ognizant Communication Corporation

BIRD BEHAVIOR

ABSTRACTS
VOLUME 15, NUMBER 1

Bird Behavior, Vol. 15, pp. 1-10
1056-1383/02 $20.00 + .00
Copyright © 2002 Cognizant Comm. Corp.
Printed in the USA. All rights reserved.

Development of Feeding Mechanics in Growing Birds: Scything Behavior in Juvenile American Avocets (Recurvirostra americana)

M. Becker, M. A. Rubega, and L. W. Oring

Department of Environmental and Resource Sciences, University of Nevada, Reno, NV

American avocets (Recurvirostra americana) exhibit a distinctive and rare feeding behavior known as scything, in which the partially opened beak is swept from side to side through the water column. The behavior has been described in detail for adults, but the form and frequency of its use was heretofore unexamined in the precocial, self-feeding hatchlings of this species. We examined the development of scything in the period from hatching to just before fledging via observations of free-living chicks. We found that avocet chicks exhibit three distinct forms of the behavior, which disappear or are acquired with age. The change in behaviors is gradual, and the stages of development overlap, both within and among individuals. The frequency of scything as a feeding behavior increases with age, until it becomes the dominant feeding behavior just prior to fledging. The variation in scything behavior documented in this and other studies suggests that mastery of scything requires a substantial repertoire of motor patterns, and the time required to fully develop or learn that repertoire may be considerable.

Key words: American avocet; Feeding; Scythe; Behavioral development




Bird Behavior, Vol. 15, pp. 11-19
1056-1383/02 $20.00 + .00
Copyright © 2002 Cognizant Comm. Corp.
Printed in the USA. All rights reserved.

Alarm Calling and Predator Discrimination in the Arabian Babbler (Turdoides squamiceps)

Jonathan V. Regosin

Department of Biology, University of Pennsylvania, 415 South University Avenue, Philadelphia, PA 19104

Cooperatively breeding Arabian babblers (Turdoides squamiceps) used three distinct classes of alarm call in response to potential predators: "pshews," "tsits," and "trills." Pshews were associated with flying avian predators and escape behavior, tsits were associated with terrestrial predators and approach-mobbing behavior, and trills were associated with perched avian predators and monitoring behavior. In response to perched avian predators, however, trills were often combined with tsits or pshews and tsits (66.7% of observed cases). The observed pattern of mixed calling in response to perched avian predators suggests that babbler alarm calls may sometimes lack the stimulus specificity of externally referential signals. Alternative hypotheses are discussed.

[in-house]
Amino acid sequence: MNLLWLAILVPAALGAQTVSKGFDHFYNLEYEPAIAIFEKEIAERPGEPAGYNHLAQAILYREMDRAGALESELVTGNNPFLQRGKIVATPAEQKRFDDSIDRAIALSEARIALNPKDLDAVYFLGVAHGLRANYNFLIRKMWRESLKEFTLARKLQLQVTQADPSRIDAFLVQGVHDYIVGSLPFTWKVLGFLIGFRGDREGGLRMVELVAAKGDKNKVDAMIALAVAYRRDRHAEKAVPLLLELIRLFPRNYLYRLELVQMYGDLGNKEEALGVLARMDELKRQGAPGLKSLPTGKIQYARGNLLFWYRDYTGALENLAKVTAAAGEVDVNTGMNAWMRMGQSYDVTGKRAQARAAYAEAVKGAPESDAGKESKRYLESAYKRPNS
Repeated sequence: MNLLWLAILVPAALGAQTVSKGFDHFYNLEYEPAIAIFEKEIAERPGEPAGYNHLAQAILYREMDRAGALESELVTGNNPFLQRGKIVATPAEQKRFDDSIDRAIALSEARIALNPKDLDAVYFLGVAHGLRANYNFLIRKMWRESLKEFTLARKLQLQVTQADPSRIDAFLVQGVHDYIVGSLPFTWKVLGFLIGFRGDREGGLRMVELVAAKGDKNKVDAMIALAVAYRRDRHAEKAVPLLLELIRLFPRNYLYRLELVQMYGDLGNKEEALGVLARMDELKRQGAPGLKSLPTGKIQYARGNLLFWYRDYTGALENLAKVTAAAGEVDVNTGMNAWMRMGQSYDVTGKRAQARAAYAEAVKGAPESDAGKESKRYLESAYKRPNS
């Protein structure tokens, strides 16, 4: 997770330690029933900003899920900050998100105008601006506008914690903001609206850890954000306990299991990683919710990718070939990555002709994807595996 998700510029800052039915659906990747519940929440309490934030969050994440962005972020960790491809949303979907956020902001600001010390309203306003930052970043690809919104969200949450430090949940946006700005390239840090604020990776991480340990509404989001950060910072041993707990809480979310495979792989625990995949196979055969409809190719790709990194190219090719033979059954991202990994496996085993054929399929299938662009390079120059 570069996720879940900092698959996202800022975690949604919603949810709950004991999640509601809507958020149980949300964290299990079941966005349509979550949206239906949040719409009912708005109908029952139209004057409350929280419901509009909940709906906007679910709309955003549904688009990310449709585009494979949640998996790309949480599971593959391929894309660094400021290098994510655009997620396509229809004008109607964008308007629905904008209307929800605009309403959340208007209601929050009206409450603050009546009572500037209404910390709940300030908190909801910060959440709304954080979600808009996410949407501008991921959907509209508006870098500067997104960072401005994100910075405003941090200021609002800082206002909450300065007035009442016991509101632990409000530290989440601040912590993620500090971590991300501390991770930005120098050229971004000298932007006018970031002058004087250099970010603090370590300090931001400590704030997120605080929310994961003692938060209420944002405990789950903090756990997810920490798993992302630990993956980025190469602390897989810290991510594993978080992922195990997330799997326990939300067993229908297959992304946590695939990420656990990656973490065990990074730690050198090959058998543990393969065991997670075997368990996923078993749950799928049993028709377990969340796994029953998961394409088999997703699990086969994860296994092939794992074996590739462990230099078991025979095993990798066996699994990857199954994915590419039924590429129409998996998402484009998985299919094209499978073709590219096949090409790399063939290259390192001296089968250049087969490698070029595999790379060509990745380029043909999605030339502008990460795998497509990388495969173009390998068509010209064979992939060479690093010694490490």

Key words: Alarm calling; Predator discrimination; Referent; Cooperative breeding




Bird Behavior, Vol. 15, pp. 21-30
1056-1383/02 $20.00 + .00
Copyright © 2002 Cognizant Comm. Corp.
Printed in the USA. All rights reserved.

Selection of Red-Winged Blackbird (Agelaius phoeniceus) Hosts by the Brown-Headed Cowbird (Molothrus ater)

Naomi D. Grant1 and Spencer G. Sealy2

1Department of Biology, Laurentian University, Sudbury, Ontario, Canada P3E 2C6
2Department of Zoology, University of Manitoba, Winnipeg, Manitoba, Canada R3T 2N2

Brood parasitism is a reproductive strategy in which the female lays her eggs in the nests of other birds, the hosts. If host use is largely nondiscriminatory ("shotgun parasitism"), any available nest is parasitized once broad requirements have been met. On the other hand, if host selection is based on a cost-benefit trade-off, brood parasites should discriminate among potential hosts and select the most suitable. We refer to this as the host quality hypothesis. We examined the host quality hypothesis within a red-winged blackbird (Agelaius phoeniceus) population at Delta Marsh, Manitoba. We predicted that primary red-winged blackbird females would be parasitized more frequently than females of lower status, and that both cowbird and redwing nestlings would be more successful in nests tended by primary females. Indeed, we found a higher frequency of cowbird parasitism among primary redwing females than among lower-status females. Cowbird nestlings in the care of primary redwing females grew less variably, and nestlings of primary females grew more rapidly than those of secondary females.

Key words: Brood parasitism; Host quality; Red-winged blackbird; Brown-headed cowbird